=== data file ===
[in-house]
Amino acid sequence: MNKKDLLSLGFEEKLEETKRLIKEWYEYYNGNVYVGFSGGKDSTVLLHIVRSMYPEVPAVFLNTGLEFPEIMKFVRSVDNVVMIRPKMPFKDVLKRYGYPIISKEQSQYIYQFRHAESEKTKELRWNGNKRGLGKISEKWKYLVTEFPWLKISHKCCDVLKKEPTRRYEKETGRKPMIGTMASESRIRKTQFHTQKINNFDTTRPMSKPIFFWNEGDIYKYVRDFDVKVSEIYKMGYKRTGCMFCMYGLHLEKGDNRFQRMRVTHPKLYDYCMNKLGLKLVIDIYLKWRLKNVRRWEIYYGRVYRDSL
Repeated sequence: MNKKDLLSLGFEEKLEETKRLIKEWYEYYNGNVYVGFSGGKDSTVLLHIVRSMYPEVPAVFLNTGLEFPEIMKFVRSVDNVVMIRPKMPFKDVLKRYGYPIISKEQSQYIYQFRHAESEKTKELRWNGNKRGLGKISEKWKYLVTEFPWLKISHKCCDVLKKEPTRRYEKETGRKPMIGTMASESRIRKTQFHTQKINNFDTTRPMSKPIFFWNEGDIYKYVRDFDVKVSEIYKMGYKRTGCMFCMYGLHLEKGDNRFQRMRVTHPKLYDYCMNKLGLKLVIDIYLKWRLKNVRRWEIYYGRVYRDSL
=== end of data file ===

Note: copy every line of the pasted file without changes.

[in-house]
Amino acid sequence: MNKKDLLSLGFEEKLEETKRLIKEWYEYYNGNVYVGFSGGKDSTVLLHIVRSMYPEVPAVFLNTGLEFPEIMKFVRSVDNVVMIRPKMPFKDVLKRYGYPIISKEQSQYIYQFRHAESEKTKELRWNGNKRGLGKISEKWKYLVTEFPWLKISHKCCDVLKKEPTRRYEKETGRKPMIGTMASESRIRKTQFHTQKINNFDTTRPMSKPIFFWNEGDIYKYVRDFDVKVSEIYKMGYKRTGCMFCMYGLHLEKGDNRFQRMRVTHPKLYDYCMNKLGLKLVIDIYLKWRLKNVRRWEIYYGRVYRDSL
Repeated sequence: MNKKDLLSLGFEEKLEETKRLIKEWYEYYNGNVYVGFSGGKDSTVLLHIVRSMYPEVPAVFLNTGLEFPEIMKFVRSVDNVVMIRPKMPFKDVLKRYGYPIISKEQSQYIYQFRHAESEKTKELRWNGNKRGLGKISEKWKYLVTEFPWLKISHKCCDVLKKEPTRRYEKETGRKPMIGTMASESRIRKTQFHTQKINNFDTTRPMSKPIFFWNEGDIYKYVRDFDVKVSEIYKMGYKRTGCMFCMYGLHLEKGDNRFQRMRVTHPKLYDYCMNKLGLKLVIDIYLKWRLKNVRRWEIYYGRVYRDSL